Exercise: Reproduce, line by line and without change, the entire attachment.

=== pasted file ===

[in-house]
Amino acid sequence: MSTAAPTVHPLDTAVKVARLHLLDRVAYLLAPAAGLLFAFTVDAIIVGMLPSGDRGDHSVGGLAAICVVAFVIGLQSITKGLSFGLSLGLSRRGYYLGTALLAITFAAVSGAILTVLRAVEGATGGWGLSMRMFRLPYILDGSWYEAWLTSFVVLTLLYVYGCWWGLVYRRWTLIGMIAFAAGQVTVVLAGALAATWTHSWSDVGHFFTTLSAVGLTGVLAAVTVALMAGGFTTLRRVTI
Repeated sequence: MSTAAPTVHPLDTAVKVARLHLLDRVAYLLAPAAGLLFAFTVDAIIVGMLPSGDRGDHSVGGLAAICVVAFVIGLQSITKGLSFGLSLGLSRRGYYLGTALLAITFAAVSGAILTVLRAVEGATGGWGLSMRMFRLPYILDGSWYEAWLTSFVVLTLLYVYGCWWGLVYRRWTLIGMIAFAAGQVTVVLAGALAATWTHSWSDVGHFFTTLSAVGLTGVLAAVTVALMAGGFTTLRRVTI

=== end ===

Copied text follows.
[in-house]
Amino acid sequence: MSTAAPTVHPLDTAVKVARLHLLDRVAYLLAPAAGLLFAFTVDAIIVGMLPSGDRGDHSVGGLAAICVVAFVIGLQSITKGLSFGLSLGLSRRGYYLGTALLAITFAAVSGAILTVLRAVEGATGGWGLSMRMFRLPYILDGSWYEAWLTSFVVLTLLYVYGCWWGLVYRRWTLIGMIAFAAGQVTVVLAGALAATWTHSWSDVGHFFTTLSAVGLTGVLAAVTVALMAGGFTTLRRVTI
Repeated sequence: MSTAAPTVHPLDTAVKVARLHLLDRVAYLLAPAAGLLFAFTVDAIIVGMLPSGDRGDHSVGGLAAICVVAFVIGLQSITKGLSFGLSLGLSRRGYYLGTALLAITFAAVSGAILTVLRAVEGATGGWGLSMRMFRLPYILDGSWYEAWLTSFVVLTLLYVYGCWWGLVYRRWTLIGMIAFAAGQVTVVLAGALAATWTHSWSDVGHFFTTLSAVGLTGVLAAVTVALMAGGFTTLRRVTI